22.14 Birds and insects must be excluded from all production and storage areas. To do this effectively, all apertures in the roof or its eaves, or the walls should be identified and either closed off or suitably screened. Drains and guttering should also be fitted with screens and traps to prevent pest access. Doors and windows similarly should be suitably protected, for example by use of air curtains, strip curtains and netting (see 19.11).
22.15 Where there are already birds in the confines of the premises, they, and their nests, must be removed. In the UK there are legal requirements under the Wildlife and Countryside Act 1981, elsewhere due regard to the requirements of the various bird protection agencies must be observed.
Pest Control Programme
22.16 The pest control programme should address the following steps:
- Assessment: The pest control programme can be undertaken internally by suitably trained staff, or a contractor could be engaged to undertake either part of or the entire pest control programme. If an organisation is using a pest control contractor, they must determine the suitability of the contractor and should assess criteria including the following:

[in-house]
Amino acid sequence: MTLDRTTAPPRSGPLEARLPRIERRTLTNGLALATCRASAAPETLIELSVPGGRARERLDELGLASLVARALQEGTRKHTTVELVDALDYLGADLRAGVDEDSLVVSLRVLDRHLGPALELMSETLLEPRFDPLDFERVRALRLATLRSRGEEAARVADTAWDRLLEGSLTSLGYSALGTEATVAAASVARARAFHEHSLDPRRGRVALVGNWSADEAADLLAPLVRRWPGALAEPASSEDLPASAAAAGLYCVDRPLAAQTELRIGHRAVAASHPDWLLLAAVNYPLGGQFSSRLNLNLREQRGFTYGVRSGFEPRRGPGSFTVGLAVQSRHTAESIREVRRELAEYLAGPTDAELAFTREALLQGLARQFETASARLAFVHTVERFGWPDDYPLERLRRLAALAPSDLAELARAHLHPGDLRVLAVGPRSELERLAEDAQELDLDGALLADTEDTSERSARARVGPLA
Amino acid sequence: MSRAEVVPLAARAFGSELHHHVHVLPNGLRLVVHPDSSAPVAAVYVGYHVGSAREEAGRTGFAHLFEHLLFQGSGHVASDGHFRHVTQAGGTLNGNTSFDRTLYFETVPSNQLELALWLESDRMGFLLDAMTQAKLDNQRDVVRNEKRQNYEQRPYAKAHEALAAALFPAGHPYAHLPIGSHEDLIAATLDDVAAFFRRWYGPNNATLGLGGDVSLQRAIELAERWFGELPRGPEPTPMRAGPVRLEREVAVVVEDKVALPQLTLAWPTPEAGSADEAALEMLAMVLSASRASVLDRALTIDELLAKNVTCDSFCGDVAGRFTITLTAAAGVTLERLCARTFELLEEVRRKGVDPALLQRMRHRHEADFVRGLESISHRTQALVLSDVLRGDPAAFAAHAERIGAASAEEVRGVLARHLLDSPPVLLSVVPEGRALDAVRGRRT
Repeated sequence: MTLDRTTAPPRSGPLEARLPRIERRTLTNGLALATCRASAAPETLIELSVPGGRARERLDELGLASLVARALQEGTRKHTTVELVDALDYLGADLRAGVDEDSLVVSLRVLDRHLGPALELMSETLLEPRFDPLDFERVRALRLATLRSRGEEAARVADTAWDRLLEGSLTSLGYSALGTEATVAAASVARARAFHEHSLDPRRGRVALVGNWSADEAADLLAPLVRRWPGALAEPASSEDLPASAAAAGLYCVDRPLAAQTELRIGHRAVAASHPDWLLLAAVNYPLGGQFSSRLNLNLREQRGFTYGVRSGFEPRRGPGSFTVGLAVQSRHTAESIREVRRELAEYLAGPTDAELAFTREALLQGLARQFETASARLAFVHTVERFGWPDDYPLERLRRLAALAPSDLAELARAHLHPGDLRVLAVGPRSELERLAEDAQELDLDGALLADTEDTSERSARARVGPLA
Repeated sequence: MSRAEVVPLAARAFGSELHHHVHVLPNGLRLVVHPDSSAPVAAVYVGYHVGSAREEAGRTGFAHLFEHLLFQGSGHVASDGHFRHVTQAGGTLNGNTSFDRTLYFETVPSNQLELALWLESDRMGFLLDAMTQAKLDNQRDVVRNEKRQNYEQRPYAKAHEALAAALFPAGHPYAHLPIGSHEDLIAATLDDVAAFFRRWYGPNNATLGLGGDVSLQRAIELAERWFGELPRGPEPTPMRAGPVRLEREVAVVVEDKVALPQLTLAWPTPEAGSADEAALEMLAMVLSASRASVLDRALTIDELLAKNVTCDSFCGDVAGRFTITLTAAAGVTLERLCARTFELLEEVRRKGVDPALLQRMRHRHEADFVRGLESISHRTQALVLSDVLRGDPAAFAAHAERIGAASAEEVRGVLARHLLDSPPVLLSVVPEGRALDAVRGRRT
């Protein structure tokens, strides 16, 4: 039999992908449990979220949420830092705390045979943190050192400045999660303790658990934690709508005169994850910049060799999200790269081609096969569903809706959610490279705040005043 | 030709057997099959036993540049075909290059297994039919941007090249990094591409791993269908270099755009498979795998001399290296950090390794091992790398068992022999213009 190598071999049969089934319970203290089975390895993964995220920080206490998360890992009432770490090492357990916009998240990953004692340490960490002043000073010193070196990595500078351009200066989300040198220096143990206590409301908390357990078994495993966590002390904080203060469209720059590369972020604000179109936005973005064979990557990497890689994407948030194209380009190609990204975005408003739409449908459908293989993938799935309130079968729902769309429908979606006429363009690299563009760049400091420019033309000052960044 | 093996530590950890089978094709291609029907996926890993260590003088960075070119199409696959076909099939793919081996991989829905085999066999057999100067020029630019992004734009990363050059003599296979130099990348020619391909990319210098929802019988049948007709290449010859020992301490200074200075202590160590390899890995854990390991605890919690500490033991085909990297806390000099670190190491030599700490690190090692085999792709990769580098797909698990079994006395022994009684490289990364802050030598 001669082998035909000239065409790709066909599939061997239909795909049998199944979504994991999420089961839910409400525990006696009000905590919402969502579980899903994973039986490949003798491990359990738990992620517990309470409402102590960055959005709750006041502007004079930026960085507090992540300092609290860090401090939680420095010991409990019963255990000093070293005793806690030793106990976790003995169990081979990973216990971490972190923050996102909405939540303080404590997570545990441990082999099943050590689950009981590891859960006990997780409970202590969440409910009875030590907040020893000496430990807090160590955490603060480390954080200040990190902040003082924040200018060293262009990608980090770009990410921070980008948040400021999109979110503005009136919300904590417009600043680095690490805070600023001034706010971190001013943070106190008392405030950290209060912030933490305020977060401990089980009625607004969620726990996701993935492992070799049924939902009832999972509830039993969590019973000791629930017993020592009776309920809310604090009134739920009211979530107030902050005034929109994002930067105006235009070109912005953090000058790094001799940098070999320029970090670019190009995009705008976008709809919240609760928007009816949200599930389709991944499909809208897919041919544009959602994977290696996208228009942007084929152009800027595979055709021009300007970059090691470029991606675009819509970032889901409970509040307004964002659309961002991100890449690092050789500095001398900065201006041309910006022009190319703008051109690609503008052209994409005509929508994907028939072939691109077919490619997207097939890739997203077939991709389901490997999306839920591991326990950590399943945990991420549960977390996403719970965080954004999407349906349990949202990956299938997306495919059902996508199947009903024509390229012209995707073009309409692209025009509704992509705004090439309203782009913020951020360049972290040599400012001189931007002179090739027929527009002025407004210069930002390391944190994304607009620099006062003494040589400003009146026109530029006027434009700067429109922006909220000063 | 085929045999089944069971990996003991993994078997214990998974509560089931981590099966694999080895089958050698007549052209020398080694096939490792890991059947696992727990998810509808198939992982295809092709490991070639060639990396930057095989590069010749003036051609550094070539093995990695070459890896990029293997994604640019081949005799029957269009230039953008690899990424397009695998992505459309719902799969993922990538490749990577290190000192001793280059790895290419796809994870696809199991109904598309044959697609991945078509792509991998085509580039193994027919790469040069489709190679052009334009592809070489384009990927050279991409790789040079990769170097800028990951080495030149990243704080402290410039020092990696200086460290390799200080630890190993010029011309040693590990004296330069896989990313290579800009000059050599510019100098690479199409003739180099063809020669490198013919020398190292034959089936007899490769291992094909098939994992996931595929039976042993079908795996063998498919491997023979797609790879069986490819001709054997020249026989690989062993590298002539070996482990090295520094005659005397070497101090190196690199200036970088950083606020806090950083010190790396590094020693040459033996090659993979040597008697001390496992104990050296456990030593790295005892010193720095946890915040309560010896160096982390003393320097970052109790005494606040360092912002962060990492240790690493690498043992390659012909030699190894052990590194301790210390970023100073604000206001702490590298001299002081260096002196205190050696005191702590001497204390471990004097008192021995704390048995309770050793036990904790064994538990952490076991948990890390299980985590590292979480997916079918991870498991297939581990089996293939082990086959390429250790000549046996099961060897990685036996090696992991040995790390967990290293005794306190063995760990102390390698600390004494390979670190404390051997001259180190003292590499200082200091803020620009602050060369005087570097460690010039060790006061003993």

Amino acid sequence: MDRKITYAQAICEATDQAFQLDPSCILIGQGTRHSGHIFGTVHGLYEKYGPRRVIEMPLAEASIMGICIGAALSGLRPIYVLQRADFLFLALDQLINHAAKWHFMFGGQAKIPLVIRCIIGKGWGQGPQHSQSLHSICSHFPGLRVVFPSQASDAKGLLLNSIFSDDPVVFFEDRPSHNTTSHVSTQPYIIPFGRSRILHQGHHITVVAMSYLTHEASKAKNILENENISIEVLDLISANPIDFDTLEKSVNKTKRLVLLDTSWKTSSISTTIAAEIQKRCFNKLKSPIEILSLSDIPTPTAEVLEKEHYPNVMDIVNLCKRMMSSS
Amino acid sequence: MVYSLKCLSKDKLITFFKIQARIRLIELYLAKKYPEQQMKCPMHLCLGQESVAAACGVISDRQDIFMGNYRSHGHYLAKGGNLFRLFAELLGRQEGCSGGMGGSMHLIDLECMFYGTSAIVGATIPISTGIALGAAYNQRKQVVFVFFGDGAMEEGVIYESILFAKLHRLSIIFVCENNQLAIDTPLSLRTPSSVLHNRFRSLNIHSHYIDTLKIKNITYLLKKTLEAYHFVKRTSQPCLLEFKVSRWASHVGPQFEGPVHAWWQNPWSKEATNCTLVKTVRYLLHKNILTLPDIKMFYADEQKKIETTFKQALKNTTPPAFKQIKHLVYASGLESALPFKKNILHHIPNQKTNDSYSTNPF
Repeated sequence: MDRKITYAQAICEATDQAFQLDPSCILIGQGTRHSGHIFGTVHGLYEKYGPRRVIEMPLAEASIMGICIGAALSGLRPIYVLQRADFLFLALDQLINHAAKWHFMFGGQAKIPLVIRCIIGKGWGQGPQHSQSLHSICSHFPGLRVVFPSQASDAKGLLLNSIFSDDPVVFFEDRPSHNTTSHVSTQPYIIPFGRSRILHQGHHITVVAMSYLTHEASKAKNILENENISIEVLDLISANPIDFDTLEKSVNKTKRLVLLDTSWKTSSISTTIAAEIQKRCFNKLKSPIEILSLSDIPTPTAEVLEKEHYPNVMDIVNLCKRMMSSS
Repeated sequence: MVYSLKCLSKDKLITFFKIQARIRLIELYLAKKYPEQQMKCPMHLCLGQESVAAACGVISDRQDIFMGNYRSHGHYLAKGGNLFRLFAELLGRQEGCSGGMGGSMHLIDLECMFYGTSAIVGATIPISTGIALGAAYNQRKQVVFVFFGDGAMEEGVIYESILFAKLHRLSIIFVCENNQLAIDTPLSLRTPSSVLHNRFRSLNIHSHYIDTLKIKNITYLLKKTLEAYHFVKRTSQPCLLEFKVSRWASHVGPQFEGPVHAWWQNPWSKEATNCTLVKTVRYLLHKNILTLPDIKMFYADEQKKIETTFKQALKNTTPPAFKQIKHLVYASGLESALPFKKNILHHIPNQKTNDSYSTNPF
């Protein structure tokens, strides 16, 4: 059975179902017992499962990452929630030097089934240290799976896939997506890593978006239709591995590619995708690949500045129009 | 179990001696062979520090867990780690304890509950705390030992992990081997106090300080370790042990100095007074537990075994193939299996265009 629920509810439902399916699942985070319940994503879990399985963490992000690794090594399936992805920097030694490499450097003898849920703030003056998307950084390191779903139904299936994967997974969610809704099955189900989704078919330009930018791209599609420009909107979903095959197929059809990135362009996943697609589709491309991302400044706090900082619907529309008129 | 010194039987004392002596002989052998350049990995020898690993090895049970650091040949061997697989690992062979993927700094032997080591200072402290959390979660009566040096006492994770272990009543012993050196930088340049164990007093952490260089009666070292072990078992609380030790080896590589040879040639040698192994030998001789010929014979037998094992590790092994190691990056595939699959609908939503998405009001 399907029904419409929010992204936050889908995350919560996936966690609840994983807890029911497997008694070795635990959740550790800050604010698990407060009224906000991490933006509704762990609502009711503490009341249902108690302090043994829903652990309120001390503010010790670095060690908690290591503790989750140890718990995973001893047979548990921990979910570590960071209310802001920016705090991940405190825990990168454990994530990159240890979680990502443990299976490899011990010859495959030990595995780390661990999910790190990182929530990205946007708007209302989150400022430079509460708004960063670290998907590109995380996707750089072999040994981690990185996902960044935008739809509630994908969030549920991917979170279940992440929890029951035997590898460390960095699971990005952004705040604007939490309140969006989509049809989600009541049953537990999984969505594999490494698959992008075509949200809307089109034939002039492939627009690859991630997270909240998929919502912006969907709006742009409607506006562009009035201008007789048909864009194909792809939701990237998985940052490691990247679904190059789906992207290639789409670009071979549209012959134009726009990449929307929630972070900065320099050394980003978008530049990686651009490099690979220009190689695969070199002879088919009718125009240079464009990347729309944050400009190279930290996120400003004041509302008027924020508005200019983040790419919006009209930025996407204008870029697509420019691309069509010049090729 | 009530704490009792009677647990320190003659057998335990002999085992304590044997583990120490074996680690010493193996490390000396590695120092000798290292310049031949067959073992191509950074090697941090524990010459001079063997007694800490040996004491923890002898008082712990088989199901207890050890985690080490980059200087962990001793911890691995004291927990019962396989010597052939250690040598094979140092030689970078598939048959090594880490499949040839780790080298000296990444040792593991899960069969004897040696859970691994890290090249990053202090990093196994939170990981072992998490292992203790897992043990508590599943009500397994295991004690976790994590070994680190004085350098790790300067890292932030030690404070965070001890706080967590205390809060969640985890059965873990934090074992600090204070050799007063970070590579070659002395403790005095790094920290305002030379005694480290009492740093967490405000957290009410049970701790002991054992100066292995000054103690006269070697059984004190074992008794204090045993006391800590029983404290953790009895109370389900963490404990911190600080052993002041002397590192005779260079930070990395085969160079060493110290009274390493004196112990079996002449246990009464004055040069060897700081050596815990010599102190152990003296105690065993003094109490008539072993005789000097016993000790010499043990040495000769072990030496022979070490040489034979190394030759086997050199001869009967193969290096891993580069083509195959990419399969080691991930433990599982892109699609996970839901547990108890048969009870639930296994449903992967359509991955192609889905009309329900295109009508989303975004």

- if the manufacturing organisation’s customers have an approved list, then one of these approved organisations must be used to deliver the pest control programme;
- the proximity of the pest control contractor to the manufacturing site, the resources available and the response time in the event of a problem, information such as number of employees and holiday cover, and ease of communication, for example mobile telephone numbers and weekend cover;
- whether the pest control contractor can demonstrate technical competence, that is, in the UK is a member of a recognised association such as the British Pest Control Association (BPCA; http://www.bpca.org.uk) or National Pest Technicians Association (NPTA; http://www.npta.org.uk), and the individual operators have formally recognised training and/or qualifications and if required have been on refresher courses to keep their knowledge and skills up to date;
- the experience of the pest control contractors in the food industry sector and the specific types of food produced and whether they can supply references from current clients;